We have a woman in our office named Bev. Let me start by saying that Bev is one of the nicest people you ever will meet. Unfortunately, she also is dumber than a box of rocks. Despite repeated instructions, she continues to make the same mistakes over and over again. We now are in the position of having to let her go. I am the one who will have to break the news to Bev. I am wondering if I have to tell her the specific reasons why we are ending her employment. I really do not want to hurt her feelings. Is it okay if I just tell her something along the lines of “its just not working out?”
Sometimes the Truth Hurts
While it is understandable that you do not want to hurt Bev’s feelings, you are not doing her or your company any favors by avoiding the truth. Legally, you could be placing your company at risk if Bev should file some sort of a discrimination claim. To better understand this point, consider how the burdens of proof work in a discrimination case.
The Law: In discrimination cases, courts typically use what is referred to as the “shifting burdens” test. First, the plaintiff (the person bringing the lawsuit) must establish what is called a prima facie case. This is pretty simple. The plaintiff need only show that she is a member of a protected class; was performing satisfactorily; and suffered some adverse employment action, such as being fired. Once the plaintiff establishes her prima facie case, the burden shifts over to the employer to show that it had a legitimate, non-discriminatory reason for taking the adverse action; e.g., performance issues. Once the employer establishes that, the burden shifts back to the plaintiff one more time. If the plaintiff can show that the reasons offered by the employer for the adverse action are a lie (the legal word is “pretext”), the court can draw the inference that the employer’s actions were discriminatory. The theory is that if the employer felt the need to lie about the reasons for its actions it is likely that the employer was lying in order to cover up a discriminatory motive.
Now, let’s take all of that and apply it to a possible situation that could arise with Bev. Even though you have legitimate, performance based reasons for terminating Bev’s employment, let’s say that you don’t share those reasons with Bev and, instead, simply tell her that she is being fired because “its not working out.” Then, suppose that Bev files a discrimination claim, such as age discrimination, against your company. During the lawsuit, you are pressed by Bev’s attorney to articulate the reasons why Bev was fired. This could occur many months after she actually was fired. At that point, for the first time, you disclose the actual, performance related issues for why Bev was let go. Her attorney then confronts you and says, “wait a minute, that’s not what you told Bev when you fired her. You gave her a completely different story.” The attorney presses you further and asks, “which is it – – were you lying then or are you lying now?”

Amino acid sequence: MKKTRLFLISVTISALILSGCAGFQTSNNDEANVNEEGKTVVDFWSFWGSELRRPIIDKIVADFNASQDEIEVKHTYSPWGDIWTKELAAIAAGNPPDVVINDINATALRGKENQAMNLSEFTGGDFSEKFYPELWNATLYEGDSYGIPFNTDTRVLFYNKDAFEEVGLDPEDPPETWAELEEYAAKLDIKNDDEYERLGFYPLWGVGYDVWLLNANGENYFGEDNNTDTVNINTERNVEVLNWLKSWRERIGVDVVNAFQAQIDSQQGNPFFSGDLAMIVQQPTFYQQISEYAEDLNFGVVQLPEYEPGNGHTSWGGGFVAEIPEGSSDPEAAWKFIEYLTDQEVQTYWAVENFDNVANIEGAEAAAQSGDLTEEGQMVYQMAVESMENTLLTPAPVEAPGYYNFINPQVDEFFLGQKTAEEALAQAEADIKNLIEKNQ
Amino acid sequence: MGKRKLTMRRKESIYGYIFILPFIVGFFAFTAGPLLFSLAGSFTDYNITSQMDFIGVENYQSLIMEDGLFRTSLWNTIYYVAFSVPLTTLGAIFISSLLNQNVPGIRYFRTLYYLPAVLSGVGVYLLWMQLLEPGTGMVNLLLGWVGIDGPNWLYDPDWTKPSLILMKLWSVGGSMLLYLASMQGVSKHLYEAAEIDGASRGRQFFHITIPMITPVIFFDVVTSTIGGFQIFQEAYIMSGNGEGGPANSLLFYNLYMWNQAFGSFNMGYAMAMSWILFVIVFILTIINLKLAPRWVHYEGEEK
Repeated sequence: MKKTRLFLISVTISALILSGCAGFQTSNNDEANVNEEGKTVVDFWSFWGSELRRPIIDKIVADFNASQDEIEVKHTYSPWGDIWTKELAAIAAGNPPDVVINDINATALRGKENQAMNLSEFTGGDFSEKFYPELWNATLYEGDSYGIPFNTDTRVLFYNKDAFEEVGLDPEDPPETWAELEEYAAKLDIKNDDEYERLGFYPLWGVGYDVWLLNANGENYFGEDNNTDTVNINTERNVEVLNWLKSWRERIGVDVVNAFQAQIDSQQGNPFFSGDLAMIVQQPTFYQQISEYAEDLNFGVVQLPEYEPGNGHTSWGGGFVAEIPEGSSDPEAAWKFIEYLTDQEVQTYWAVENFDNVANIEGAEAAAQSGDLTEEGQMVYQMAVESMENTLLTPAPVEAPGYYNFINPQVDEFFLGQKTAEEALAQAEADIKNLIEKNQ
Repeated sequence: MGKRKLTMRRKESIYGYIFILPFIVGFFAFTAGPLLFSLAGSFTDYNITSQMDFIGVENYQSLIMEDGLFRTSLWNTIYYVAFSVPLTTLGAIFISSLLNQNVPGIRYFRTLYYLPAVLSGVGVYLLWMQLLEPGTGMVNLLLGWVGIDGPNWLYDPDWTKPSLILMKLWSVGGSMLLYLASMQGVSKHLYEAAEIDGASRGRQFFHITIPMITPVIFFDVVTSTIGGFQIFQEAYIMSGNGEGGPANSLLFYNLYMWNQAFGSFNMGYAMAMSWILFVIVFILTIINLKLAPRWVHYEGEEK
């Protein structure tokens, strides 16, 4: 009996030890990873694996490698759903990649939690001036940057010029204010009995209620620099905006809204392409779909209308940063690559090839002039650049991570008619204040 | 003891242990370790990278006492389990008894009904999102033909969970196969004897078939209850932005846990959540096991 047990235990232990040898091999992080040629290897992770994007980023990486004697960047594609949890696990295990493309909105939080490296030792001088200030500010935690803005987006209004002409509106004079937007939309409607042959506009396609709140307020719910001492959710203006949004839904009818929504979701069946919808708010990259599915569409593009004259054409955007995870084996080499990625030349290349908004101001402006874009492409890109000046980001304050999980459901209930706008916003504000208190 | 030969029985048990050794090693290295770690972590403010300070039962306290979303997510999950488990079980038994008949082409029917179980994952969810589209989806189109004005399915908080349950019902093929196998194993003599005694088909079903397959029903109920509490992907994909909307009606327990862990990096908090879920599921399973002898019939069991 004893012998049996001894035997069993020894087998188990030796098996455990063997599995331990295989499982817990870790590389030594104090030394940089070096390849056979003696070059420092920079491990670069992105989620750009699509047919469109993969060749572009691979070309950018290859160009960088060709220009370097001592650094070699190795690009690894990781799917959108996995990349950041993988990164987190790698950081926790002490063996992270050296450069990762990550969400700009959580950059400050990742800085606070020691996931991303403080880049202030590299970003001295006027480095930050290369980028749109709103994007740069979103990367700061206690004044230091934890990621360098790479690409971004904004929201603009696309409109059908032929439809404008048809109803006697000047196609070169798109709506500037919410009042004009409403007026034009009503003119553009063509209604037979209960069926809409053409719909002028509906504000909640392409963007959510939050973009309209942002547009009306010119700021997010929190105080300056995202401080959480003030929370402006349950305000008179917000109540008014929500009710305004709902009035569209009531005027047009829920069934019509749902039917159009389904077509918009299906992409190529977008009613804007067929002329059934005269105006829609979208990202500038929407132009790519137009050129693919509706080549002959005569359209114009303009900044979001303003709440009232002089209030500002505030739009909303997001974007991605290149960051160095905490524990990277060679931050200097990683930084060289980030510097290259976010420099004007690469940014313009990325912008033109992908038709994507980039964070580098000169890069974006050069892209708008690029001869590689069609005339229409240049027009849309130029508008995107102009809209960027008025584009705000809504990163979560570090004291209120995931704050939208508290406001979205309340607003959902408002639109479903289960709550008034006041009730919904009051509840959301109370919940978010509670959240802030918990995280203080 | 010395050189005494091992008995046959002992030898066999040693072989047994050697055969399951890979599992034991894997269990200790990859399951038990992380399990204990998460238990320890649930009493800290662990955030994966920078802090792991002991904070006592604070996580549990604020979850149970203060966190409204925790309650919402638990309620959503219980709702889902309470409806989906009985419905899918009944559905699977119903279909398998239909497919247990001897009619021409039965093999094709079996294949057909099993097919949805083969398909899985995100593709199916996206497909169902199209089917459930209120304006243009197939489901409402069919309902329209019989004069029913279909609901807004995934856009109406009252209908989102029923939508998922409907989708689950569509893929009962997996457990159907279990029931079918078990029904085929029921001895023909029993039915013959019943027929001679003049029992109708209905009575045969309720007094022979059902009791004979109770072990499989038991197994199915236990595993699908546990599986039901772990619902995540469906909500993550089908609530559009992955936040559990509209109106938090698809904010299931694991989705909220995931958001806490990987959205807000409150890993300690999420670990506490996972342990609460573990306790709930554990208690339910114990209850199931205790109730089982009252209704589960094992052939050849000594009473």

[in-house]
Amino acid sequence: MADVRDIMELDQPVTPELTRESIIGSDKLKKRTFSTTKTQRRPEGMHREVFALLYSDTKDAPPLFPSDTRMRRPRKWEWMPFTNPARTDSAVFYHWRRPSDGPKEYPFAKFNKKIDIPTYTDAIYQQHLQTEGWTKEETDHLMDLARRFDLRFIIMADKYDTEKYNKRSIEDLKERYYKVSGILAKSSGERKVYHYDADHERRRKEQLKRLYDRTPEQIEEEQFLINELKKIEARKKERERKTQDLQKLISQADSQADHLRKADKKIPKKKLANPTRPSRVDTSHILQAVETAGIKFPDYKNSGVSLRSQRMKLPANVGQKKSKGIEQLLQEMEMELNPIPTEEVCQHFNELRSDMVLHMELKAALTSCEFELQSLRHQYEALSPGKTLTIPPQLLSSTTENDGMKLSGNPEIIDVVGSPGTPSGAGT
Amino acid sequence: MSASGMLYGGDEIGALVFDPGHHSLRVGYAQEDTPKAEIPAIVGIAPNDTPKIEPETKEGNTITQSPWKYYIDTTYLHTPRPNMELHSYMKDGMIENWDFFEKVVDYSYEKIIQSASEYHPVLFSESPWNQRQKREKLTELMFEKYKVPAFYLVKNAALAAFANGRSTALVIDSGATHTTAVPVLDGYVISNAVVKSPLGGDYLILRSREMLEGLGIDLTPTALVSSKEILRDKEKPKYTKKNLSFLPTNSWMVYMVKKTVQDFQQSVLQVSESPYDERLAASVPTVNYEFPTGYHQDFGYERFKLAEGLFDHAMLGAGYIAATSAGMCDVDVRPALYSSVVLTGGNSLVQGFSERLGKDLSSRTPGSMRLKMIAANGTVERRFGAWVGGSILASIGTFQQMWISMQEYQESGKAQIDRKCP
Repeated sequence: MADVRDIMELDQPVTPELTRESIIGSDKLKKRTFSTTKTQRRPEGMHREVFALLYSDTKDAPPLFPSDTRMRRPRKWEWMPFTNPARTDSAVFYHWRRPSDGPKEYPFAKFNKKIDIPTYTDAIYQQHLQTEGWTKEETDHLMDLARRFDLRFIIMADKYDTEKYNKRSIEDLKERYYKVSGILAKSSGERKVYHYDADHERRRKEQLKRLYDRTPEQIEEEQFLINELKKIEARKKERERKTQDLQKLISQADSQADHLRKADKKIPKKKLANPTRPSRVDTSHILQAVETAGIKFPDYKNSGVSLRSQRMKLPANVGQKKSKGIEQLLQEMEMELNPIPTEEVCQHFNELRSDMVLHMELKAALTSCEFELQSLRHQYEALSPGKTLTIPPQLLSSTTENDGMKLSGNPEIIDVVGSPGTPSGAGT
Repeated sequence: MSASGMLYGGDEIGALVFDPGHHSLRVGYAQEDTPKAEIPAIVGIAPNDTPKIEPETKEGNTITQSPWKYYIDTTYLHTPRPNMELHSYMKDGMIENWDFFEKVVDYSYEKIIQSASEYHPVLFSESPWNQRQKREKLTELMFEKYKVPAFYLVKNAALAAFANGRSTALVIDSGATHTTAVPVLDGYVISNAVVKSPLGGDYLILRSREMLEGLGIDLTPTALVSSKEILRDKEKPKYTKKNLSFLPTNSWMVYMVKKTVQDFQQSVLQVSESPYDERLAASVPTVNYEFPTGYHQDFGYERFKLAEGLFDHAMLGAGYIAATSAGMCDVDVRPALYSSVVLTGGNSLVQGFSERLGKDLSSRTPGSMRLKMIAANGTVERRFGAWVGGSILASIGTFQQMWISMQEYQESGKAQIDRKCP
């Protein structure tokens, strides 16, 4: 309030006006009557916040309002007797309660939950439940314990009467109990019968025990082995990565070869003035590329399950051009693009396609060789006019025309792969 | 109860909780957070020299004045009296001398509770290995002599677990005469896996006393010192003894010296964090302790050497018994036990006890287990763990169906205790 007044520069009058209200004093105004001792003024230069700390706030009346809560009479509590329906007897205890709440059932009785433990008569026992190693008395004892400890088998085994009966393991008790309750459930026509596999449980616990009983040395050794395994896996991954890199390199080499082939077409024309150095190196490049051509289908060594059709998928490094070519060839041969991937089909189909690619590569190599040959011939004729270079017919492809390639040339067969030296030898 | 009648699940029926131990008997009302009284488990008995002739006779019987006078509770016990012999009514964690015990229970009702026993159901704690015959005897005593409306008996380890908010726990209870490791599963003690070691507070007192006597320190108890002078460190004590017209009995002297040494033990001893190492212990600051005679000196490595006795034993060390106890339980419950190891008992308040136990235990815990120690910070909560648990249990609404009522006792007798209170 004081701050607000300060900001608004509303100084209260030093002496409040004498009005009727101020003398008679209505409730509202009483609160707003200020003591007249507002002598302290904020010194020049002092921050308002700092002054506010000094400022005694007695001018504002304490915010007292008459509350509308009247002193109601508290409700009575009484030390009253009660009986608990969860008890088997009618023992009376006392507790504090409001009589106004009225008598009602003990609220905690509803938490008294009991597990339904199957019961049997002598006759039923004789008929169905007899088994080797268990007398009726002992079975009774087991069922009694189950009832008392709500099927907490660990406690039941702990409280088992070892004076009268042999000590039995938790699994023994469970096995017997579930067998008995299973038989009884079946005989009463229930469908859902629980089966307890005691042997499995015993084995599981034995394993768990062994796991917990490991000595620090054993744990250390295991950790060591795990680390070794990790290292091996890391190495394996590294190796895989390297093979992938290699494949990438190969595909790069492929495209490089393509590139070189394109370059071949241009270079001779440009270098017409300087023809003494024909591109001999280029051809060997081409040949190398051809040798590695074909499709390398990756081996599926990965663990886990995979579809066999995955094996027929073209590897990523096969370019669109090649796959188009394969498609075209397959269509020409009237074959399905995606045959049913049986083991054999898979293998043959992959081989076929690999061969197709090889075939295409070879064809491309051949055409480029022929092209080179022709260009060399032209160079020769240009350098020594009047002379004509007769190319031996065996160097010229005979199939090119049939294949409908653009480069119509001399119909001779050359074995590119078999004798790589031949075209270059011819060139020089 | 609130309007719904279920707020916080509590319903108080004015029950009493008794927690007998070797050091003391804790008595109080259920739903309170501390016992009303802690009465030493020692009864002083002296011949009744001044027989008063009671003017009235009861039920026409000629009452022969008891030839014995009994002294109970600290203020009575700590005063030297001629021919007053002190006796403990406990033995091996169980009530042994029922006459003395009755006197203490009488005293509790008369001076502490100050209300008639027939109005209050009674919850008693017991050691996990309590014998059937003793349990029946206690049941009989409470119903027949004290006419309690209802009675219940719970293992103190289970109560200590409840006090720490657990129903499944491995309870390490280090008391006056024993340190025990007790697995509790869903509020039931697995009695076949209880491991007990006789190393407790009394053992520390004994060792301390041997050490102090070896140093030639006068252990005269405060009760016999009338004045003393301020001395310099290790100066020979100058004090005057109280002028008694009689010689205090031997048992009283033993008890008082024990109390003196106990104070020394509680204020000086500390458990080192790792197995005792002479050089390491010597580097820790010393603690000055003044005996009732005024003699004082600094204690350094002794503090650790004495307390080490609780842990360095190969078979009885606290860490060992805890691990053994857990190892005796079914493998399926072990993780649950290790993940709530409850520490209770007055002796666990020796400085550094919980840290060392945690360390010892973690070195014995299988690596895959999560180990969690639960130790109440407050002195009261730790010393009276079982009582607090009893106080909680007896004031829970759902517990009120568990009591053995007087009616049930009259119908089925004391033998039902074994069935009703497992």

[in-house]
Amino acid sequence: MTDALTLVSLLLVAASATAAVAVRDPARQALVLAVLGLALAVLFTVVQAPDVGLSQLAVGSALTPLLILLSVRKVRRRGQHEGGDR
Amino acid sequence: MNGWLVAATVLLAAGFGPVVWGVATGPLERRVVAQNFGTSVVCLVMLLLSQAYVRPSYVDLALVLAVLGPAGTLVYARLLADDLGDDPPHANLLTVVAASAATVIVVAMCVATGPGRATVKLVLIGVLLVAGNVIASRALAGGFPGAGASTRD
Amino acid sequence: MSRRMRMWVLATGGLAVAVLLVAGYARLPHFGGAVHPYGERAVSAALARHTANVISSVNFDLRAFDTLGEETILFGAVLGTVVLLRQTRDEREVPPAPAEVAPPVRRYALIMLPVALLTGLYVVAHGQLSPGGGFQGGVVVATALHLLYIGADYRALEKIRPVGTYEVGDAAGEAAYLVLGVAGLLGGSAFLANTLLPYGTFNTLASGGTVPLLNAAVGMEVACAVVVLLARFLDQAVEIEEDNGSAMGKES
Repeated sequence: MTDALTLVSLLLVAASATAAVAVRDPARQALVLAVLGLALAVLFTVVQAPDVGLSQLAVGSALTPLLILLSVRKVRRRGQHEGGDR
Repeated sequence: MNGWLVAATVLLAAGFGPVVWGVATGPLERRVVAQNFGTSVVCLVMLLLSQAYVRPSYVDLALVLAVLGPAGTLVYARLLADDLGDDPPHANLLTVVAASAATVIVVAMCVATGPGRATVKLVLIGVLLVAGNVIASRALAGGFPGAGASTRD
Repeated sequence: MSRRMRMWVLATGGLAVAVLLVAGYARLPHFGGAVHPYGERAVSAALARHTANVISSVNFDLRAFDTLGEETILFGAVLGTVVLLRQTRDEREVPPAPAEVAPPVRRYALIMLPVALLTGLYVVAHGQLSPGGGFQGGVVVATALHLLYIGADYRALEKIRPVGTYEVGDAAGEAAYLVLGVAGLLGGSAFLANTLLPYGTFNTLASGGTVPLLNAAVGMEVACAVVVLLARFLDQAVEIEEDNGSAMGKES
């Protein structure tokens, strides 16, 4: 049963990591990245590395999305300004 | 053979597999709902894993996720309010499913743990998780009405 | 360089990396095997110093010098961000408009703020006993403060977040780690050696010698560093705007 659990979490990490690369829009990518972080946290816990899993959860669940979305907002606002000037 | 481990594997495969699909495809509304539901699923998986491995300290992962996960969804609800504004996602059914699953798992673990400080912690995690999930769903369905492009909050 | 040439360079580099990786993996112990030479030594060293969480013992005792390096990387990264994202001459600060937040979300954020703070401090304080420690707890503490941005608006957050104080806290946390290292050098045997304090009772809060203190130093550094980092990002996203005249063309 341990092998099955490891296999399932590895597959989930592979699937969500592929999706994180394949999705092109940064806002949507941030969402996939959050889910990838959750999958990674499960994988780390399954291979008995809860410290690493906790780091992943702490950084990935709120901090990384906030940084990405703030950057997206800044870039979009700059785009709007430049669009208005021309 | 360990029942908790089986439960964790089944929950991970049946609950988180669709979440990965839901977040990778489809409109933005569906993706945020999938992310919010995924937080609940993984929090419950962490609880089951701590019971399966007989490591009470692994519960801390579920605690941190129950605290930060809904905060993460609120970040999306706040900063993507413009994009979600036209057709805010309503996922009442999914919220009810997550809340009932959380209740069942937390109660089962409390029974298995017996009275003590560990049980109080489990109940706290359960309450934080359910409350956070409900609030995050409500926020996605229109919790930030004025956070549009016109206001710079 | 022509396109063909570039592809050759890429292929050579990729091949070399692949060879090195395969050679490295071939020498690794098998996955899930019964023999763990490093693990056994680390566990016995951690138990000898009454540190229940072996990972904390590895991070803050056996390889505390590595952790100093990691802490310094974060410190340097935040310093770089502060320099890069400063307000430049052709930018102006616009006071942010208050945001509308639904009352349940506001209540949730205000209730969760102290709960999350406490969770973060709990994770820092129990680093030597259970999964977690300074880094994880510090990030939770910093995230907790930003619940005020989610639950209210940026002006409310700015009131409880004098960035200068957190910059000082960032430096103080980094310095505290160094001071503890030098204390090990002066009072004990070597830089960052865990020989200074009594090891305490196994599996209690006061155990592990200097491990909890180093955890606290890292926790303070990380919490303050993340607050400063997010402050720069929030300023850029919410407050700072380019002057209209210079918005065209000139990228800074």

Can you see how it could appear as though you are raising the performance related issues for the termination as an after-the-fact way to justify the termination decision? Can you see how doing so could be twisted into creating the impression that the performance related reasons for her termination are actually a lie? Now, go back to the shifting burdens approach that was discussed earlier. If the employer’s proffered reasons for the adverse action can be seen as a lie, i.e., pretext, the legal inference is created that the employer actually was acting with a discriminatory motive.
This is a long-winded way of telling you what you already knew: telling the truth is the right thing to do even if it sometimes may hurt. And, when it comes to employment matters, telling the truth is the best approach, from a legal standpoint.
The “Dear Atty.” column is aimed at answering employers’ legal questions that surround issues in human resources. Attorney Pete Albrecht of Albrecht Backer Labor & Employment Law, S.C. welcomes you to submit questions here for future editions of “Dear Atty.”
If you would like additional information about this topic, please contact Pete Albrecht. He is the president and a shareholder at Albrecht Backer Labor and Employment Law. Pete has represented employers for over 28 years and his law office is located in Madison, Wisconsin.